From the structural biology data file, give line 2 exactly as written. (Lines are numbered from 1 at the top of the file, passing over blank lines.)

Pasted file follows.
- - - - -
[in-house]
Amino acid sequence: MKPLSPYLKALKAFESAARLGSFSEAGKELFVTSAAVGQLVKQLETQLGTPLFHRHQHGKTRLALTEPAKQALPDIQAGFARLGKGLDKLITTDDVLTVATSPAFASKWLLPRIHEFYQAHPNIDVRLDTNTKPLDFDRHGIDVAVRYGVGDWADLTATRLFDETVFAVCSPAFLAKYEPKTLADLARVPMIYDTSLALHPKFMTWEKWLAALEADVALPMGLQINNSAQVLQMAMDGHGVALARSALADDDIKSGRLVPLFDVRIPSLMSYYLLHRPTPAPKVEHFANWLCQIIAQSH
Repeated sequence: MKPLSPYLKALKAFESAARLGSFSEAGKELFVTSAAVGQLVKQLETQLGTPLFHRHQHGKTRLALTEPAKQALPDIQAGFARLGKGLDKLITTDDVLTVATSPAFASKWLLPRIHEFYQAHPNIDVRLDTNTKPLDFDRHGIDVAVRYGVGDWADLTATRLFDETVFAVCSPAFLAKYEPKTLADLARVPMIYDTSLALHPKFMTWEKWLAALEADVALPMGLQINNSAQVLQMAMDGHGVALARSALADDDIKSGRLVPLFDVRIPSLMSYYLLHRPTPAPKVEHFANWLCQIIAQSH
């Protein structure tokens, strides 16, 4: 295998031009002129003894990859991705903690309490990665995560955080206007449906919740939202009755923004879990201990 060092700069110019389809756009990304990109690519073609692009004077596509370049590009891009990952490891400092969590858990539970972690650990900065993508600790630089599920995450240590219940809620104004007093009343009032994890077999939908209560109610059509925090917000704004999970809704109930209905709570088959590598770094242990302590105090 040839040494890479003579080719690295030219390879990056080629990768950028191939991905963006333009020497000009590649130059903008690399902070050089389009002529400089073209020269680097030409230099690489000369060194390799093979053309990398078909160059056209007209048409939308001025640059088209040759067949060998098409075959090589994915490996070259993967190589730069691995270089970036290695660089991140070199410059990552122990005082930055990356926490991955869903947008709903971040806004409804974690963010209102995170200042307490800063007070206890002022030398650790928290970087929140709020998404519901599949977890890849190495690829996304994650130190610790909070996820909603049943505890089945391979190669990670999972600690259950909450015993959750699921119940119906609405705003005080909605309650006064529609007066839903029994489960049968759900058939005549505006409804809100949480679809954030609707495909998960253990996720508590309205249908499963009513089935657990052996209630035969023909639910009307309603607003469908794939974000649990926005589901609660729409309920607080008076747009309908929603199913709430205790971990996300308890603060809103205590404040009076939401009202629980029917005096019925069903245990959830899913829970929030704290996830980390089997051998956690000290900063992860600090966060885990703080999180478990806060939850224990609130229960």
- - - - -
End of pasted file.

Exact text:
Amino acid sequence: MKPLSPYLKALKAFESAARLGSFSEAGKELFVTSAAVGQLVKQLETQLGTPLFHRHQHGKTRLALTEPAKQALPDIQAGFARLGKGLDKLITTDDVLTVATSPAFASKWLLPRIHEFYQAHPNIDVRLDTNTKPLDFDRHGIDVAVRYGVGDWADLTATRLFDETVFAVCSPAFLAKYEPKTLADLARVPMIYDTSLALHPKFMTWEKWLAALEADVALPMGLQINNSAQVLQMAMDGHGVALARSALADDDIKSGRLVPLFDVRIPSLMSYYLLHRPTPAPKVEHFANWLCQIIAQSH